3. Practice really does make perfect!
We’ve all heard about the crazy diet of Michael Phelps and the Olympians who have been fully committed to hardcore training since they were five years old. We’re not saying you need to go that far, but we do agree with that classic saying, practice makes perfect, especially when it comes to improving your communication. Many people believe that communicating brilliantly is something you are born with, and if you’re not, that’s just bad luck. We’re here to debunk that theory...
At London Speech Workshop we hand over simple tools that make speaking easier. This seems obvious, but it is often overlooked: there is nothing like practice to get you ready for an important presentation or speech. If you have not rehearsed, you are more likely to have a lack of focus and intent in what you are saying, partly because you yourself do not know where it is heading. Practicing in front of a mirror will help you to become familiar with it, build muscle memory and identify rough spots. Try recording a voice note or filming yourself, then analyse what you liked and the bits you can improve. If you are able to practice in front of an audience, take notice of when they seem engaged and when they are not. At the end, ask for their levels of engagement at different points and what they got out of it, and see if that aligns with your objectives.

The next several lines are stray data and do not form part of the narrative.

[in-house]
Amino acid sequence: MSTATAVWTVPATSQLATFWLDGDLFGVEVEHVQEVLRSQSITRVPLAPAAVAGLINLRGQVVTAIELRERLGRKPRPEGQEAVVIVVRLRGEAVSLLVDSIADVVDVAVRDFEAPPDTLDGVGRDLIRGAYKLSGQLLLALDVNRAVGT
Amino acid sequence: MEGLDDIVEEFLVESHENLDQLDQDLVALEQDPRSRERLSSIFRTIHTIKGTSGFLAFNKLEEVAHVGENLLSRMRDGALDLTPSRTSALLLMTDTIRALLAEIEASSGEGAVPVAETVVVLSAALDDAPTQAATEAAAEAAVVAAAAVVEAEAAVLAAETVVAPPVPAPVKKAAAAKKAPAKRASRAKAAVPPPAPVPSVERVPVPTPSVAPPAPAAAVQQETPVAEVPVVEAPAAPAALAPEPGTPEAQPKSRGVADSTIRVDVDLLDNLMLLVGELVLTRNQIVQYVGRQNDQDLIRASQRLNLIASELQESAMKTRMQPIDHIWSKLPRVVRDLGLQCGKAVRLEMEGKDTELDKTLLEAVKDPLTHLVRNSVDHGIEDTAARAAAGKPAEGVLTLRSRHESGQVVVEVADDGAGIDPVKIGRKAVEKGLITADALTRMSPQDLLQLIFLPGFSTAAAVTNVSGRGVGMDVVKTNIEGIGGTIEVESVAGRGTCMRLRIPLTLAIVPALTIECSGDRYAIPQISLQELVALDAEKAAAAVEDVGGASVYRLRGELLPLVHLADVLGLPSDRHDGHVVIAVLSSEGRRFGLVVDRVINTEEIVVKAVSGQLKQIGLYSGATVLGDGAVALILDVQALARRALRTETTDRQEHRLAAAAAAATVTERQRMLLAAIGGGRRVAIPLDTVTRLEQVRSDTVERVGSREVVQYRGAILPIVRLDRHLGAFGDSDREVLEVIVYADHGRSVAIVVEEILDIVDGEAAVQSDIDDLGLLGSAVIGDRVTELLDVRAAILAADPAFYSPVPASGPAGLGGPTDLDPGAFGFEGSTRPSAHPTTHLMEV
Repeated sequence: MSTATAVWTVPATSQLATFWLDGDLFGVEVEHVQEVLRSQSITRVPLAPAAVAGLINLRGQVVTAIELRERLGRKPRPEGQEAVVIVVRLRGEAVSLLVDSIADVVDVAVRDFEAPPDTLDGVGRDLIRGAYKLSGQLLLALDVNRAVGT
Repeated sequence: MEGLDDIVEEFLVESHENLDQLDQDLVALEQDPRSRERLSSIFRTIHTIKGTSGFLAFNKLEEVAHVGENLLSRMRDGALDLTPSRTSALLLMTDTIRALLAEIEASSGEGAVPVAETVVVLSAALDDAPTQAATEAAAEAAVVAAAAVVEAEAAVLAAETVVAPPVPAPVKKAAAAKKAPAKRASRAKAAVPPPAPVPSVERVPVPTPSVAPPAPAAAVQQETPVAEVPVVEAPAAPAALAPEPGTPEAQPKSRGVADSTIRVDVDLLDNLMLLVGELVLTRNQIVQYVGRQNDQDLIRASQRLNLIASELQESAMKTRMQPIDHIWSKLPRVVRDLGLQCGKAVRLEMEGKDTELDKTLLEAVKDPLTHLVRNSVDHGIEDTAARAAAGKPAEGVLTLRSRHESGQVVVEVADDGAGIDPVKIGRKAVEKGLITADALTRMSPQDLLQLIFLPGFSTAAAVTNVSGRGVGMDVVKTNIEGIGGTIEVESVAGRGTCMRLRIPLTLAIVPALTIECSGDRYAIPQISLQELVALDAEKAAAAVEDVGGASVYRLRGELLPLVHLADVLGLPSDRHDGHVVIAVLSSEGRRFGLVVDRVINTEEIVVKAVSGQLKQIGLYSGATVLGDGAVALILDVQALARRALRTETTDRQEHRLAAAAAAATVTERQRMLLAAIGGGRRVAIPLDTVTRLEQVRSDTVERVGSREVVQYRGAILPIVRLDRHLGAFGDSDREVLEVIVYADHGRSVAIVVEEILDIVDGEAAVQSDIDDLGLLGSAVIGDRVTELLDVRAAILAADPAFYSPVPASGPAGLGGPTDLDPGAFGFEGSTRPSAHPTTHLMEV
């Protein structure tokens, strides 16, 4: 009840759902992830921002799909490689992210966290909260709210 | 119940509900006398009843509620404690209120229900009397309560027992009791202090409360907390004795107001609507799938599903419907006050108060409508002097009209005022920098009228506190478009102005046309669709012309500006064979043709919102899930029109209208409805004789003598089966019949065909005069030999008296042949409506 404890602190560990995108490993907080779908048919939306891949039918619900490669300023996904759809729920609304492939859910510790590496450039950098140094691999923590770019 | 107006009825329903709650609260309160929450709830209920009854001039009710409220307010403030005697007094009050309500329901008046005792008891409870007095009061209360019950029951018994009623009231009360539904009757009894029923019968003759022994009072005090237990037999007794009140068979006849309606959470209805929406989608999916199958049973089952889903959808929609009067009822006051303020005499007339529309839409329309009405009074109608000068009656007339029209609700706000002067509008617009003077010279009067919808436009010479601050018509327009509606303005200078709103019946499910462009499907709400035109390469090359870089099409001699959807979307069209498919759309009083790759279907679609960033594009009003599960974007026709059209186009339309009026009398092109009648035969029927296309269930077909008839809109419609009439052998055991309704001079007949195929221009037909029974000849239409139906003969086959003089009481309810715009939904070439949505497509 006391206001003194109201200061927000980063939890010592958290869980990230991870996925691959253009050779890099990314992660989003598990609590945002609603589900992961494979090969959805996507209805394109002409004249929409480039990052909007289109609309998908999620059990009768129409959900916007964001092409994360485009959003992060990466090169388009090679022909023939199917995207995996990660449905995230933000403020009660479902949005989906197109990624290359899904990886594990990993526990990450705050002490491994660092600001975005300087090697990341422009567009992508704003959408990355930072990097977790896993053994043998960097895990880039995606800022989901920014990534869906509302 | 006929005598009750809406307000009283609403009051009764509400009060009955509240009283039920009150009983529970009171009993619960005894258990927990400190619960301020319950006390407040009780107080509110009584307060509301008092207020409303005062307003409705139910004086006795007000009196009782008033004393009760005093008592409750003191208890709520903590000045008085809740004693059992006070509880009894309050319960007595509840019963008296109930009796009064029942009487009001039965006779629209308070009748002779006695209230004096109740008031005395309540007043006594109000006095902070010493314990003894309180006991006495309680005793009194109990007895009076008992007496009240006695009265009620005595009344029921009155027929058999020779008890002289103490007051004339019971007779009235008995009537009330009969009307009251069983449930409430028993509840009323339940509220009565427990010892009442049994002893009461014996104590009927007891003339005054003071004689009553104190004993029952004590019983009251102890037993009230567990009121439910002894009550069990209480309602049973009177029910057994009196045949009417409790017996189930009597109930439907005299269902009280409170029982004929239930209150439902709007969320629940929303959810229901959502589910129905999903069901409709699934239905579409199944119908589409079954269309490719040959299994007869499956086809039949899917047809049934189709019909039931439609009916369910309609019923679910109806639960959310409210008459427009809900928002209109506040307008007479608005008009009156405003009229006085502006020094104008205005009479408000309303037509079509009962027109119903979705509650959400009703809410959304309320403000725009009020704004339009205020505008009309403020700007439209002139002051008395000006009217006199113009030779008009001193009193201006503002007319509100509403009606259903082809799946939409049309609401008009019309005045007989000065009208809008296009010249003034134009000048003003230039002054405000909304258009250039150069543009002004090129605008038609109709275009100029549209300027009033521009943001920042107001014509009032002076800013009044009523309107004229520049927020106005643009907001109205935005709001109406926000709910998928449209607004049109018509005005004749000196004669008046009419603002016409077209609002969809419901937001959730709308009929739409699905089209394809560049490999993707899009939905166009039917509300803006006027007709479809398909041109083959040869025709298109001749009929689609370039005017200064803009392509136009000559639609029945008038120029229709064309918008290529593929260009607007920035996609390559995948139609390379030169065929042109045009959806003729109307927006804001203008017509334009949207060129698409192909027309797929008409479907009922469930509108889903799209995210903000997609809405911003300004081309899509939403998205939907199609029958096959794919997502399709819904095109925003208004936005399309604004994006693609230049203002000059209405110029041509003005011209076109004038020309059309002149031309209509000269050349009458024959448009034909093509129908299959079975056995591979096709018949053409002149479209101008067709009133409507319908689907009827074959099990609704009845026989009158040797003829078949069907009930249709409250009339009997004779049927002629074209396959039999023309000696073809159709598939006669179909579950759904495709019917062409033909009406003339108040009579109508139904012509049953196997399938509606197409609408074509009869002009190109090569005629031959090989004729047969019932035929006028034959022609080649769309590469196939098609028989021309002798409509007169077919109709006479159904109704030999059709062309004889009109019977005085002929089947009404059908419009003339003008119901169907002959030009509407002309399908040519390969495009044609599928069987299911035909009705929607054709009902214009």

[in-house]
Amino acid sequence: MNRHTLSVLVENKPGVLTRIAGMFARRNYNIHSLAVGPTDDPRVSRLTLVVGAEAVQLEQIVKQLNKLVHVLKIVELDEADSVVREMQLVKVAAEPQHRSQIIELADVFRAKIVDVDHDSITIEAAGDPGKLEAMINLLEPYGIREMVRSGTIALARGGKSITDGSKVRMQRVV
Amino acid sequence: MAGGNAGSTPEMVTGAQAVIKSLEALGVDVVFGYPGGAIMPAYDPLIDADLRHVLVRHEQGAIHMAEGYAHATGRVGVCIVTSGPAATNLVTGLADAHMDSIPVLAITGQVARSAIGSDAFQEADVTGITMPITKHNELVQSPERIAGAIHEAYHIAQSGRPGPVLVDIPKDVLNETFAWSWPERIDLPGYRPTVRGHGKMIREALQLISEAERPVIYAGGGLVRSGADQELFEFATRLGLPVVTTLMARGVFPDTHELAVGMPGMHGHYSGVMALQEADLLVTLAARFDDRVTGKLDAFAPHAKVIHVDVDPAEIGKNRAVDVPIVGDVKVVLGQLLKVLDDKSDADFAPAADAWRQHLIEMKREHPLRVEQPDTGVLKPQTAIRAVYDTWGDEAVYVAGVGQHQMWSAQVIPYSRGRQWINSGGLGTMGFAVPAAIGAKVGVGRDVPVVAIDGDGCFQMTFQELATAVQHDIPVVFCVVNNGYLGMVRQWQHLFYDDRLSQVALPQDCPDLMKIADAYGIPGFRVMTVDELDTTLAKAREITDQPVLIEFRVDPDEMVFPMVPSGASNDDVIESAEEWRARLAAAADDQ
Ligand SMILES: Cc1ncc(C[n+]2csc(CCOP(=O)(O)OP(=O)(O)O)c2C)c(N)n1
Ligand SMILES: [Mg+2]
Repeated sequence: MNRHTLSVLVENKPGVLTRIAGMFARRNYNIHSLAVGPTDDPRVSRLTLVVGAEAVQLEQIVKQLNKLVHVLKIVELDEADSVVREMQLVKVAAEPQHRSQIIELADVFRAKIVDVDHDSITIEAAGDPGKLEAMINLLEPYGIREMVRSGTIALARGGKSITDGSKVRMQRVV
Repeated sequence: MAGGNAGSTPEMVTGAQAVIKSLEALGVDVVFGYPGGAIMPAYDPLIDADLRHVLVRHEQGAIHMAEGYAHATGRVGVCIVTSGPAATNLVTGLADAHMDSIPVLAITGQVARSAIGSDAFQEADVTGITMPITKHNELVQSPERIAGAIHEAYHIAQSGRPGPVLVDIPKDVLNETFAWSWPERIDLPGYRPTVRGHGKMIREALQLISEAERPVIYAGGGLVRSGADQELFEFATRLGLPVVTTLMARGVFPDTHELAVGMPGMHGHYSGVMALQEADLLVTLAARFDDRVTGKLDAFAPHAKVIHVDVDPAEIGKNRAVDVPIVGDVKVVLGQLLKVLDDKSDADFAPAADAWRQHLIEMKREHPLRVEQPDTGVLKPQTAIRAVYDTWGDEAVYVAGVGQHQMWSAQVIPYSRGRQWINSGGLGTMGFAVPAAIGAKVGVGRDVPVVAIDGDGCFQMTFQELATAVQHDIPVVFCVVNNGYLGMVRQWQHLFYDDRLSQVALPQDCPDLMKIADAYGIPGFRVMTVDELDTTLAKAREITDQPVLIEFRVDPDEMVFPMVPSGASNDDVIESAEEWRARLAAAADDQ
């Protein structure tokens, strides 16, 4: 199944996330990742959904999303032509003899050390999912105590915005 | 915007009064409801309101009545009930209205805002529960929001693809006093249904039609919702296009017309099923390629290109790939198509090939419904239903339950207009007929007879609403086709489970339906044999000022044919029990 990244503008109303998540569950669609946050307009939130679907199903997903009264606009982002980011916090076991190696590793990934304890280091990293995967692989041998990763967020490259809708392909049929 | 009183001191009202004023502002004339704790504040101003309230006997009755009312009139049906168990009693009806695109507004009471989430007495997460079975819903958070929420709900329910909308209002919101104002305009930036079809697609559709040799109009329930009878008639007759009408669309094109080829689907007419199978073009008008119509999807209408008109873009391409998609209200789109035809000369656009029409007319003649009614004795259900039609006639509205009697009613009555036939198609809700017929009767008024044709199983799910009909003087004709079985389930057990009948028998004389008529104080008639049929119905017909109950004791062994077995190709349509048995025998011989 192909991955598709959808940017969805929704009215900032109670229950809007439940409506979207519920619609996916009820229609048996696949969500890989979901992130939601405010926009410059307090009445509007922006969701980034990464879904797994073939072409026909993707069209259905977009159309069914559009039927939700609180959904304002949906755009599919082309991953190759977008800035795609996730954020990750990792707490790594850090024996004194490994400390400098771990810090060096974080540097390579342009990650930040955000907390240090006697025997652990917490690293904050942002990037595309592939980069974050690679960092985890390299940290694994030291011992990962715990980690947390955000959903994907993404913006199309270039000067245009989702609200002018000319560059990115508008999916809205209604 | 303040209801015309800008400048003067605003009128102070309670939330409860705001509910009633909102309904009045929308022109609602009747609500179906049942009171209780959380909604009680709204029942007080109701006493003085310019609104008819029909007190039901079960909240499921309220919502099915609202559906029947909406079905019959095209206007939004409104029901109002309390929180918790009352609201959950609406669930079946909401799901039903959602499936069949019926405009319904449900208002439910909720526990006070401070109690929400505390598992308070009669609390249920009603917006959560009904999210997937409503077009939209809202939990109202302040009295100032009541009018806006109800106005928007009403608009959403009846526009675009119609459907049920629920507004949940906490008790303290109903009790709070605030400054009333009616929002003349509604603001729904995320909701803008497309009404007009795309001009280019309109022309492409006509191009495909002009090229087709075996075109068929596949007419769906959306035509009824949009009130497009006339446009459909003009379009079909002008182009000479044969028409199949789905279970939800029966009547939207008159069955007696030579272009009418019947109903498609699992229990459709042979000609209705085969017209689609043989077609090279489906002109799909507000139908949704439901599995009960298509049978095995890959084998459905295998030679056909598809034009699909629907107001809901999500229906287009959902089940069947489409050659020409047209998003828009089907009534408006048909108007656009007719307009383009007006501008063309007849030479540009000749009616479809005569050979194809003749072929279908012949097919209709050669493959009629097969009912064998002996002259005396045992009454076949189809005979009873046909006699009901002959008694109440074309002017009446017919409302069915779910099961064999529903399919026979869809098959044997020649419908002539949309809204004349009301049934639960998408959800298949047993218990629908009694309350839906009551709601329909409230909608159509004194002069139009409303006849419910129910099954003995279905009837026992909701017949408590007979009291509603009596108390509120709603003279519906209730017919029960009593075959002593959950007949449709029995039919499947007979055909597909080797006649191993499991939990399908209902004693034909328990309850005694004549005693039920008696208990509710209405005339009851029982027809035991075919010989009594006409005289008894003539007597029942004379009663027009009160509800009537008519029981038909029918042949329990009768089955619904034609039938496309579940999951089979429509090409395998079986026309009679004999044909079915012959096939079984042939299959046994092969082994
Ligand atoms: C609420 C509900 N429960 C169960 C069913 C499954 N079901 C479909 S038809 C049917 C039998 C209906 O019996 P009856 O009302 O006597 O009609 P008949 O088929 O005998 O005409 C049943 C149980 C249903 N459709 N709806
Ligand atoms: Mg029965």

4. Do a power position before you speak
Some people are completely at ease when they speak to an audience, while nerves get the better of others. Some of the world’s greatest sports players are terrified of public speaking, but their need to play their sport is greater than this fear, so they overcome this dread. If you really want to communicate your message, embrace your need to speak.